Again in the kingdom of the Spartans, after Menelaus ye husband of Helena, & Ægisthus the murderer of Agamemnon, reigned successively Orestes & Tisamenus & after them two races of fifteen kings in each race untill the reign of Darius Hystaspis: so that by a double recconing there were 17 reigns or successions of kings between the deaths of Menelaus & Ægisthus & the beginning of the reign of Darius & his contemporaries Cleomenes & Demaratus: wch by recconing 21 years a piece to each reign one with another amount to 357 years wch counted backwards from the beginning of the reign of Darius place the beginning of the reign of Orestes about 103 years after the death of Solomon. At wch rate the destruction of Troy will be about 90 or 95 years later then the death of Solomon.

Also after Orestes & Tisamenes there reigned at Argos Temenus & six others successively the last of wch was Phidon who instituted weights & measures & coyned money in Ægina. He was the brother of Caranus the founder of the Kingdom of Macedon & between Caranus & Alexander king of Macedon (that king who according to Eusebius began his reign in the 19th year of Darius Hystaspis) there were nine successive kings of Macedon so that between the death of Ægisthus & the 19th year of Darius there were 18 successive reigns all wch at 21 years to a reign make 378 years & these years <17r> counted backward place the beginning of the reign of Orestes 100 years after the death of Solomon: at wch rate ye destruction of Troy will be about 90 years after the death of that king.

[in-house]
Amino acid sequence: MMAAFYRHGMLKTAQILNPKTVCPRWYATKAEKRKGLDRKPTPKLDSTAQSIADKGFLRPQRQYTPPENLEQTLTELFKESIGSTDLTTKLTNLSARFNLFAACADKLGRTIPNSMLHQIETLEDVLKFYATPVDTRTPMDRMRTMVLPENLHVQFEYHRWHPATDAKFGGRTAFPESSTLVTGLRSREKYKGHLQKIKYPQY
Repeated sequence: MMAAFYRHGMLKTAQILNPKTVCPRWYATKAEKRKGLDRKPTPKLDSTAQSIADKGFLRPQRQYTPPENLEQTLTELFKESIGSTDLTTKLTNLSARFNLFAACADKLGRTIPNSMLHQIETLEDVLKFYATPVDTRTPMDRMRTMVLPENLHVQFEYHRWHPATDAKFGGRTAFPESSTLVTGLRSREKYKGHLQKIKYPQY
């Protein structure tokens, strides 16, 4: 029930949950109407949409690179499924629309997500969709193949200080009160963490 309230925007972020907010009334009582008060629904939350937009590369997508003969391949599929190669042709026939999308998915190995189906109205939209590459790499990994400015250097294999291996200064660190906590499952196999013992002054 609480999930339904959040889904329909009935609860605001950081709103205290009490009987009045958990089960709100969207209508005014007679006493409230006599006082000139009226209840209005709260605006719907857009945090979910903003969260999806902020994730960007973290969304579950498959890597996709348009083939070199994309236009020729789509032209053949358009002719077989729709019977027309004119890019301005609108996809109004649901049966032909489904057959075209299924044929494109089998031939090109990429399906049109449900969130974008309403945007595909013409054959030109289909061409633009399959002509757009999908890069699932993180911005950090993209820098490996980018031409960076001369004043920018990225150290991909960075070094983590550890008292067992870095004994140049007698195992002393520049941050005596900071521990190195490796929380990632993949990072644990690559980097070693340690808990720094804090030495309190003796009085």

Again from Æsculapius to Hippocrates inclusively are recconed 18 male generations by the fathers side & 19 generations by the mothers side. And because these generations being taken notice of in History were most probably by the principal of the family & so for the most part by the eldest sons, we may reccon about 25 or 30 years to a generation. And thus ye 17 intervals by the fathers side & 18 by the mothers will at a middle recconing amount to about 481 years, wch counted backwards from the middle of the reign of Artaxerxes Longimanus when Hippocrates flourished will reach up to the 55th year after ye death of Solomon. And therefore Æsculapius & Hercules (whose sons were at the Trojan war) flourished about that time & the Trojan war \destruction of Troy/ wch was one generation later was about 88 years after the death of Solomon.